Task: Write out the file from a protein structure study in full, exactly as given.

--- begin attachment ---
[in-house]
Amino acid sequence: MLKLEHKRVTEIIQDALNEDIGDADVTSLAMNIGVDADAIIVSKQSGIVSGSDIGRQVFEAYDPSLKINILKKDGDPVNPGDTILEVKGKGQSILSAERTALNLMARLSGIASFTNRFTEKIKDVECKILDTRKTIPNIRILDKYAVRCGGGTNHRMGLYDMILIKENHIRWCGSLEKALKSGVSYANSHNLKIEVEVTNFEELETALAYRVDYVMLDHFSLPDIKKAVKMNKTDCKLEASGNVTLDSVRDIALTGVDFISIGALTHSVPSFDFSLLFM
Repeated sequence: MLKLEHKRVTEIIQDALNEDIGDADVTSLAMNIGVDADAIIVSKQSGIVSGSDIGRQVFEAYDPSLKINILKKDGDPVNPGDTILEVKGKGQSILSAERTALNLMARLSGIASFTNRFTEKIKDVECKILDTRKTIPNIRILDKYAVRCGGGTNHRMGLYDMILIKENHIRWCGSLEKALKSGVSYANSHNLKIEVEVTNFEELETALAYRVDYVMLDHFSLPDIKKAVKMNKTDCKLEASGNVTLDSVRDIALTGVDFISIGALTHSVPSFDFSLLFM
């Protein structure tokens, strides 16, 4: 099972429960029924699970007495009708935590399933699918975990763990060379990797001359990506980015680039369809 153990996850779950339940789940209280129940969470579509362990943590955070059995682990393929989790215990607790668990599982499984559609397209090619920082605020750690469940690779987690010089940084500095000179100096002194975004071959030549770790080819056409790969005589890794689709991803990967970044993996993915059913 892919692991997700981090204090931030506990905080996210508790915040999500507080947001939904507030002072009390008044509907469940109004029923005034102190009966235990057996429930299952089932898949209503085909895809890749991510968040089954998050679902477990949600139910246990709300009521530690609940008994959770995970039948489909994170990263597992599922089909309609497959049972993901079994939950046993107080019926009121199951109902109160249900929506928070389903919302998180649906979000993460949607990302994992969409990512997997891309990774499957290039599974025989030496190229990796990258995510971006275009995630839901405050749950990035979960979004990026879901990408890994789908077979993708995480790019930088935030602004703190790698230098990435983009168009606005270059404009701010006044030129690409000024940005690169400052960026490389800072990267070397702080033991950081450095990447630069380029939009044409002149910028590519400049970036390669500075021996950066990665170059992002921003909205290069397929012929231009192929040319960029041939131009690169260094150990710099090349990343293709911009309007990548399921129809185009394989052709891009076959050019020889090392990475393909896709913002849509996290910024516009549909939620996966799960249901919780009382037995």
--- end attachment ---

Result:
[in-house]
Amino acid sequence: MLKLEHKRVTEIIQDALNEDIGDADVTSLAMNIGVDADAIIVSKQSGIVSGSDIGRQVFEAYDPSLKINILKKDGDPVNPGDTILEVKGKGQSILSAERTALNLMARLSGIASFTNRFTEKIKDVECKILDTRKTIPNIRILDKYAVRCGGGTNHRMGLYDMILIKENHIRWCGSLEKALKSGVSYANSHNLKIEVEVTNFEELETALAYRVDYVMLDHFSLPDIKKAVKMNKTDCKLEASGNVTLDSVRDIALTGVDFISIGALTHSVPSFDFSLLFM
Repeated sequence: MLKLEHKRVTEIIQDALNEDIGDADVTSLAMNIGVDADAIIVSKQSGIVSGSDIGRQVFEAYDPSLKINILKKDGDPVNPGDTILEVKGKGQSILSAERTALNLMARLSGIASFTNRFTEKIKDVECKILDTRKTIPNIRILDKYAVRCGGGTNHRMGLYDMILIKENHIRWCGSLEKALKSGVSYANSHNLKIEVEVTNFEELETALAYRVDYVMLDHFSLPDIKKAVKMNKTDCKLEASGNVTLDSVRDIALTGVDFISIGALTHSVPSFDFSLLFM
């Protein structure tokens, strides 16, 4: 099972429960029924699970007495009708935590399933699918975990763990060379990797001359990506980015680039369809 153990996850779950339940789940209280129940969470579509362990943590955070059995682990393929989790215990607790668990599982499984559609397209090619920082605020750690469940690779987690010089940084500095000179100096002194975004071959030549770790080819056409790969005589890794689709991803990967970044993996993915059913 892919692991997700981090204090931030506990905080996210508790915040999500507080947001939904507030002072009390008044509907469940109004029923005034102190009966235990057996429930299952089932898949209503085909895809890749991510968040089954998050679902477990949600139910246990709300009521530690609940008994959770995970039948489909994170990263597992599922089909309609497959049972993901079994939950046993107080019926009121199951109902109160249900929506928070389903919302998180649906979000993460949607990302994992969409990512997997891309990774499957290039599974025989030496190229990796990258995510971006275009995630839901405050749950990035979960979004990026879901990408890994789908077979993708995480790019930088935030602004703190790698230098990435983009168009606005270059404009701010006044030129690409000024940005690169400052960026490389800072990267070397702080033991950081450095990447630069380029939009044409002149910028590519400049970036390669500075021996950066990665170059992002921003909205290069397929012929231009192929040319960029041939131009690169260094150990710099090349990343293709911009309007990548399921129809185009394989052709891009076959050019020889090392990475393909896709913002849509996290910024516009549909939620996966799960249901919780009382037995």